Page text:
The future of all  television? Not quite.

I've been testing  YouTube TV for about a month, streaming live television, catching up on the news, and recording NBA games. Last night, I ended my official test by watching the  Academy Awards, and I came away wondering if this is really worth the hassle.

The problems started during a Golden State Warriors game a few weeks ago. I'm connected to a one gig feed that works perfectly fine for 4K movies on Netflix, handles all of my file storage back-ups with ease, and never even blinks when I'm playing an online game. It seriously has not caused any issues with any app, video streaming service, or back-up in over a year. It's even worked fine for Google movie rentals.

So why did the Warriors freeze on court? An icon appeared on screen, swirling like I was on a dial-up connection. I'm also testing an  LG 65-inch TV that runs the YouTube TV app without any other connected peripheral, and I've tested YouTube TV with an  NVIDIA Shield TV as well on a Lenovo 4K monitor, also running the YouTube TV app. According to my Internet provider, YouTube tends to start out by streaming at high-resolution automatically, but as more people connect (in my area or on the YouTube servers), the quality can diminish over time or even start buffering or pausing.

LG provided roughly the same exact explanation. It is a YouTube problem. (For their part, Google public relations did not return multiple requests for tech support.) I really wanted this to work, because the monthly fee of $35 is reasonable. I've tested several NBA games, watched CNN and Fox News, streamed multiple episodes of Seinfeld and The Middle. I'd say at least one quarter of all streams on YouTube TV had buffering or pausing issues.

I tested at many different times of the day, but my final test last night watching the Oscars left me wondering if one of the many, many other ways of streaming live television are more ideal. Watching host Jimmy Kimmel walk up on stage at a key moment, the screen froze. This has never happened when I've tested DISH or DirecTV (although in snowstorms and heavy rain or cloud cover, the satellite feed has failed a few times). My local cable feed? I've never had a single problem, after several years with the same HD hook-up to my own Sony television.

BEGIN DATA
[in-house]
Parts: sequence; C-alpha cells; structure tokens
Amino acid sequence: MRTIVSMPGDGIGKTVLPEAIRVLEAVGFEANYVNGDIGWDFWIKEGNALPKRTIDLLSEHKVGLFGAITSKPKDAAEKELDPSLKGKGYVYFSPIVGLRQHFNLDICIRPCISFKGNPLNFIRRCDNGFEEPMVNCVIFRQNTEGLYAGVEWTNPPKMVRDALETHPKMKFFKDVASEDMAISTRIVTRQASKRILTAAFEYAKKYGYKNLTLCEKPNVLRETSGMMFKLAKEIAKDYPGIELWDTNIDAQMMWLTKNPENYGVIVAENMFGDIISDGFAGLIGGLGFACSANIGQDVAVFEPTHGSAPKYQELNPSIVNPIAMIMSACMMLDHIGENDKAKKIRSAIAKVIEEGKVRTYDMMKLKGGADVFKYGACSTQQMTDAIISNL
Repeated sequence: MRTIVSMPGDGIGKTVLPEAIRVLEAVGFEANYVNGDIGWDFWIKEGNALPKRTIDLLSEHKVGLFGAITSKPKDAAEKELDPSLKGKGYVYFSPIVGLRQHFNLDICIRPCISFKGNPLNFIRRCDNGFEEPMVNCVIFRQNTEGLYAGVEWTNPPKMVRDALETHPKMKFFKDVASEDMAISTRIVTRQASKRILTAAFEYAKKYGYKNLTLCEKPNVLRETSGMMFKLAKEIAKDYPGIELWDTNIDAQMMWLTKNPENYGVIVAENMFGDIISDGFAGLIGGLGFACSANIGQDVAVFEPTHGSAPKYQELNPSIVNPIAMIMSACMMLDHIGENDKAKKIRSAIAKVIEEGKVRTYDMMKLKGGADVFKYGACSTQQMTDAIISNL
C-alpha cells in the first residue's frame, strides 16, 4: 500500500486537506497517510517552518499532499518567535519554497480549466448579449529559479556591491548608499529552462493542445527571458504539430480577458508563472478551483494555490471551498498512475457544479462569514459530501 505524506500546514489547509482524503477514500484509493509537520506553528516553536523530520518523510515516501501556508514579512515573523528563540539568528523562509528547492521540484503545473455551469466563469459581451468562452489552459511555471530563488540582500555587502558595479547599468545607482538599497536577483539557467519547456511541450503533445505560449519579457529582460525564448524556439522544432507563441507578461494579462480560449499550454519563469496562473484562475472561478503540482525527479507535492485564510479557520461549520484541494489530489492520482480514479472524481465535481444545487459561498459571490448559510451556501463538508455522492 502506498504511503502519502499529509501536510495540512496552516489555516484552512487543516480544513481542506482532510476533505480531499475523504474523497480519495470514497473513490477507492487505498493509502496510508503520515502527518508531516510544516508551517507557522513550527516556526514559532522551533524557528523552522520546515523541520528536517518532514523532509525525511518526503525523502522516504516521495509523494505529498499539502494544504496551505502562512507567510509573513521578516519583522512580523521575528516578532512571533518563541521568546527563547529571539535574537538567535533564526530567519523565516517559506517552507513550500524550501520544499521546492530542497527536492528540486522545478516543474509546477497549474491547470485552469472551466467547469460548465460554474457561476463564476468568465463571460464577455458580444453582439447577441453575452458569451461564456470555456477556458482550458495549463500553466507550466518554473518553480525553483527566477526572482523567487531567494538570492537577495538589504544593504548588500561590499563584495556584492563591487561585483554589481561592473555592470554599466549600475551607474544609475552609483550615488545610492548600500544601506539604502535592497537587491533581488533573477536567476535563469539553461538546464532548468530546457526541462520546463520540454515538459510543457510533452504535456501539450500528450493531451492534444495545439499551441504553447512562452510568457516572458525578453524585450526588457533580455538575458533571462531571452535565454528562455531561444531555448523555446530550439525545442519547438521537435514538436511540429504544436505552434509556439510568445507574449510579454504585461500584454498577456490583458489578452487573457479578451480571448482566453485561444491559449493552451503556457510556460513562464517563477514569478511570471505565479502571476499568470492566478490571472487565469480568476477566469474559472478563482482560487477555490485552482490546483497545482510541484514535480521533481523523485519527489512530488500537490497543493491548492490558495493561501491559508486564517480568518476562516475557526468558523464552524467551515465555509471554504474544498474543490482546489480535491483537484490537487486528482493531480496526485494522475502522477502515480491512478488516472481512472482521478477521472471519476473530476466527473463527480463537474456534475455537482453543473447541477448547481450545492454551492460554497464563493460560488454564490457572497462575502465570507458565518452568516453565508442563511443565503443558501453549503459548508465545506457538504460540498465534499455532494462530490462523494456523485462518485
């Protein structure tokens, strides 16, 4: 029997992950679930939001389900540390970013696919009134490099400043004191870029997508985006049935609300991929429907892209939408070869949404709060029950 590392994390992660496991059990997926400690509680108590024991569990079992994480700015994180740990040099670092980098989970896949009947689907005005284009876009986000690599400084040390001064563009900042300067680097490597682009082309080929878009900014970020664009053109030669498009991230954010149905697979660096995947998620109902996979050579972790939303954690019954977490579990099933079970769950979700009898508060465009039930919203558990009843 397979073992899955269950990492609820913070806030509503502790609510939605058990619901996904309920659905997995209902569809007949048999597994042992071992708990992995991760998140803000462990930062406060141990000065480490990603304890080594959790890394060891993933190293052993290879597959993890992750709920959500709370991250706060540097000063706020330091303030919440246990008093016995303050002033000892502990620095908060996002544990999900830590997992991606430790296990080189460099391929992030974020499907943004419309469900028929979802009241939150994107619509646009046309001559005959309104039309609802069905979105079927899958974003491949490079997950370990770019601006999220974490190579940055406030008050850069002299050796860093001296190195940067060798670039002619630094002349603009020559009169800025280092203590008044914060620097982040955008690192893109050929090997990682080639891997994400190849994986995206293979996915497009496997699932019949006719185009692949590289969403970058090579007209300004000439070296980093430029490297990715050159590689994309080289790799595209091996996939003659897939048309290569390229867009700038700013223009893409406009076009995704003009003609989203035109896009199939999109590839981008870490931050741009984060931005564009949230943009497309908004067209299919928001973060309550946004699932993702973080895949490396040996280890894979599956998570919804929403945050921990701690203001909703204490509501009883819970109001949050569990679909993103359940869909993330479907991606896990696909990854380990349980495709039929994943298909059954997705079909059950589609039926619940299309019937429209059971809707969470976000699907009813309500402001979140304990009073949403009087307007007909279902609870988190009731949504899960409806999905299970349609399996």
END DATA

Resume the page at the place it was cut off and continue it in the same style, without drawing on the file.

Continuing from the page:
I do like the flexibility of YouTube TV. I can switch over to my iPad or an iPhone with ease, watching the same recorded shows or live television. I like how you can search for a sports team and then ask YouTube TV to record all future games automatically. (You can also do this with any show.) The search function is outstanding, popping up quickly and showing me all upcoming broadcasts. I like the interface, too, which lists live channels and displays a large easy-to-identify preview image for events, shows, basketball games, and news broadcasts. It has great potential.

Except, I won't be using it. After watching the stream buffer and pause so many times, even after rebooting my router, the television, and the NVIDIA Shield box, it didn't seem to matter, which just made the entire experience frustrating and annoying. If you try out the service, feel free to drop me a note if you experience the same buffering problem.

Published on: Mar 5, 2018
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